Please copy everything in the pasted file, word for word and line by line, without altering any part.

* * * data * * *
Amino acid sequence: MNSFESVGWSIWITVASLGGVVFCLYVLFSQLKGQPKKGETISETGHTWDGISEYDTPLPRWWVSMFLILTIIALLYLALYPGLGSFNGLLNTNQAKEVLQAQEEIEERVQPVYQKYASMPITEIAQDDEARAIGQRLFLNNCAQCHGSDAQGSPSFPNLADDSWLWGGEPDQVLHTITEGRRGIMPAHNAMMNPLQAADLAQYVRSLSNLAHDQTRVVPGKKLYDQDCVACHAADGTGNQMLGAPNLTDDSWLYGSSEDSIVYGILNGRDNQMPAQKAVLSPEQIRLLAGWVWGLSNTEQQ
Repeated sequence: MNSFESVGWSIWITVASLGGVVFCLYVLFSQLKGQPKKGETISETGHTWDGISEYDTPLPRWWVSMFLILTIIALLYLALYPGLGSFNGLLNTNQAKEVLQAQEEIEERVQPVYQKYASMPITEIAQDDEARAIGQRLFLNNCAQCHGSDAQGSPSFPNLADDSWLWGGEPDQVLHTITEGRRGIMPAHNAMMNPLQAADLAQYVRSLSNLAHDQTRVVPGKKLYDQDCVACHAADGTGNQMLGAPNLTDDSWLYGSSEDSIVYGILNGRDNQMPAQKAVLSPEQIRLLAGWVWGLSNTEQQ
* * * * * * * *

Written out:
Amino acid sequence: MNSFESVGWSIWITVASLGGVVFCLYVLFSQLKGQPKKGETISETGHTWDGISEYDTPLPRWWVSMFLILTIIALLYLALYPGLGSFNGLLNTNQAKEVLQAQEEIEERVQPVYQKYASMPITEIAQDDEARAIGQRLFLNNCAQCHGSDAQGSPSFPNLADDSWLWGGEPDQVLHTITEGRRGIMPAHNAMMNPLQAADLAQYVRSLSNLAHDQTRVVPGKKLYDQDCVACHAADGTGNQMLGAPNLTDDSWLYGSSEDSIVYGILNGRDNQMPAQKAVLSPEQIRLLAGWVWGLSNTEQQ
Repeated sequence: MNSFESVGWSIWITVASLGGVVFCLYVLFSQLKGQPKKGETISETGHTWDGISEYDTPLPRWWVSMFLILTIIALLYLALYPGLGSFNGLLNTNQAKEVLQAQEEIEERVQPVYQKYASMPITEIAQDDEARAIGQRLFLNNCAQCHGSDAQGSPSFPNLADDSWLWGGEPDQVLHTITEGRRGIMPAHNAMMNPLQAADLAQYVRSLSNLAHDQTRVVPGKKLYDQDCVACHAADGTGNQMLGAPNLTDDSWLYGSSEDSIVYGILNGRDNQMPAQKAVLSPEQIRLLAGWVWGLSNTEQQ